Students at Buckingham Elementary School in Buckingham, Quebec participate in an assembly marking the launch of the Daily Bread Project. Submitted photo by the Anglican diocese of Ottawa

Daily bread: Why eliminating child poverty is an election issue

Faced with the growing problem of child poverty in the Anglican diocese of Ottawa, Bishop John Chapman in his 2009 Charge to Synod expressed the desire for a strong diocesan response. A major result of that initiative was the launch of the Daily Bread Project in 2011.

Targeting three sites in west Quebec identified by the provincial government as areas of higher socio-economic concern, the Daily Bread Project aims to tackle child poverty by providing nutrition education and teaching food preparation skills to elementary school students, who get to eat the food they prepare.

Leslie Giddings, child, youth and adult learning facilitator for the diocese, noted that while the program is open to everyone and not all the children who participate come from a position of need, many children whose families are struggling economically often benefit from the program.

“We’re supporting the kid that doesn’t have a full lunch perhaps with a little bit of extra food, because he’s involved in preparing a lunch with his classmates that day as part of the nutrition education program,” Giddings said.

Child poverty is one of the 10 issues highlighted in the Anglican Church of Canada’s 2015 federal election resource.

Approximately one out of every seven children in Canada lives in poverty. In Indigenous communities, the problem is even more acute, with one in every two children on Indigenous reserves living in poverty. While Jesus’ example of walking with and helping the poor is well known, the status of children as some of the most vulnerable members of society makes the need to help those in poverty particularly pressing.

National Indigenous Anglican Bishop Mark MacDonald pointed to the intergenerational effects of federal government policies and lack of autonomy as major contributing factors to child poverty in Indigenous communities, particularly those in more remote areas.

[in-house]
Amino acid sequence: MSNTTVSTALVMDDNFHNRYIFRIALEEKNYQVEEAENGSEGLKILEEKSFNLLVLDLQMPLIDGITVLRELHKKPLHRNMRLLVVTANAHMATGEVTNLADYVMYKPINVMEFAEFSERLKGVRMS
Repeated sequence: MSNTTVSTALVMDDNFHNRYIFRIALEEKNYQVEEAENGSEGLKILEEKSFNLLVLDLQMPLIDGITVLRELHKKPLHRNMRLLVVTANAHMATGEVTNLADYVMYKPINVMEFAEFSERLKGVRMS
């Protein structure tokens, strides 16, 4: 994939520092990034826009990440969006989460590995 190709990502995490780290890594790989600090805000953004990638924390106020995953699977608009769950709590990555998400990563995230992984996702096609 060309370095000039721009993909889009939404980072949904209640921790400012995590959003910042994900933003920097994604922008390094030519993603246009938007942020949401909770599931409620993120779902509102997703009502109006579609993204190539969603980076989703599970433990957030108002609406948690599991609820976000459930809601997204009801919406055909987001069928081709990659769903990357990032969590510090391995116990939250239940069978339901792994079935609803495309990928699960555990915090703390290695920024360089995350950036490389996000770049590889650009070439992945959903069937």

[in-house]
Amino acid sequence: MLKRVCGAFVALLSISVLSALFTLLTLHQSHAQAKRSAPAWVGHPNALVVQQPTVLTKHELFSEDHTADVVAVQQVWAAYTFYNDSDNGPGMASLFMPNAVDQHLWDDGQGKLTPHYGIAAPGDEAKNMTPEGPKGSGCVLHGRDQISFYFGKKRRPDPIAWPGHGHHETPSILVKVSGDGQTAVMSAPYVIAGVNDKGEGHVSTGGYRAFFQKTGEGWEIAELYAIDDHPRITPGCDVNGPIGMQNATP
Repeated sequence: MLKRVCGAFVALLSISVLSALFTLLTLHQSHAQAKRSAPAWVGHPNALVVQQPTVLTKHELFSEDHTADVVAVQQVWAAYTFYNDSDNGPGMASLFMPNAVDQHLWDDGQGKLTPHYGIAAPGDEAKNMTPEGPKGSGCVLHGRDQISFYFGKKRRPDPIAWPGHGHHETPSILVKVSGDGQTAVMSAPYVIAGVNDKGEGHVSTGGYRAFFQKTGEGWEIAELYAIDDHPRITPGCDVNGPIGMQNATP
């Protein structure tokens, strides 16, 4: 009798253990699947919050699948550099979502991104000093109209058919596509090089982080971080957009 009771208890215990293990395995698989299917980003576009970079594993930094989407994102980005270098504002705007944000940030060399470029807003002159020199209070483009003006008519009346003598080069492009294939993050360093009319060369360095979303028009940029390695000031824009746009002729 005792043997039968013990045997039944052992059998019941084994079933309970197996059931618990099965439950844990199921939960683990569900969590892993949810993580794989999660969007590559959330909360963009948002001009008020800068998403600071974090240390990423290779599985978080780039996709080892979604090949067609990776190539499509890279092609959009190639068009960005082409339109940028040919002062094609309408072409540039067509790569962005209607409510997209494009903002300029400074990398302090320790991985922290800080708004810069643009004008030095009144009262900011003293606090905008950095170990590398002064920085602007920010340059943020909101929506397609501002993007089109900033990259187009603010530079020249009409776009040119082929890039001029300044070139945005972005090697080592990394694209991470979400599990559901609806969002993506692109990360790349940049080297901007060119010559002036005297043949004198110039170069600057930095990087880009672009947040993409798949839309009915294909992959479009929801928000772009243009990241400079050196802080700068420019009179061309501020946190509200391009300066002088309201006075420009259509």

“The high prices in northern stores are treated as a primary problem when in fact, they’re an effect of long-term abuse and discrimination,” Bishop MacDonald said.

“When your community is disabled for decades [from] taking effective legal action, when your community has had virtually all of the major decisions made by someone who isn’t there, where systemic bias is experienced as massive underfunding for decades and decades, the amazing thing is not that there’s trouble, but that there isn’t more.”

While acknowledging there may be some ways to make moderate short-term impact on the poverty and other social challenges in Indigenous communities, the bishop said that self-determination is an essential part of any long-term solution.

“What we see going on in Alberta, where cities and the province are saying very seriously that they want to have a people-to-people, nation-to-nation relationship, I think that’s a hopeful thing, and I think that you’ll see big advances in things like child poverty in those places that treat it seriously.”

The positive effects of helping disadvantaged groups take control of their own destinies is as much a factor for non-Indigenous people attempting to eliminate child poverty as it is for Indigenous communities.

Elementary school students go grocery shopping as part of the Daily Bread Project. Submitted photo
Elementary school students go grocery shopping as part of the Daily Bread Project. Submitted photo

A vital aspect of the Daily Bread Project, Giddings indicated, is its ability to empower children who participate. Students at participating schools go grocery shopping once a week at local supermarkets under the supervision of a program coordinator and volunteers who teach them how to budget, evaluate labels, and understand the difference between healthy and unhealthy products.

“We know kids who are living in poverty don’t have the same advantages,” Giddings said. “We wanted to see what we could to alleviate that, and we wanted to do more than just make sure they weren’t hungry. We wanted to give them opportunities to feel like they had mastered skills, that they could do things for themselves, that they could make choices to help raise themselves and to help teach their own families more about nutrition.”

In addition to the efforts of Anglican dioceses and parishes to fight child poverty, many individual Anglicans have taken action to address the issue through participation in groups such as Citizens for Public Justice, an ecumenical non-profit organization that promotes justice in Canadian public policy.

“Government and public policy have a huge role in [alleviating child poverty],” executive director Joe Gunn said. “We think the federal government does need to work with the provinces and Aboriginal governments and develop a plan. We think that it should be legislated so that maybe every year or two, there would be a report to Parliament so we could see how progress is going.”

“There are lots of good policy ideas to move forward and address some of these issues of poverty,” he added. “But we need the political will to do it.”

View the 2015 federal election resource sheet on child poverty.

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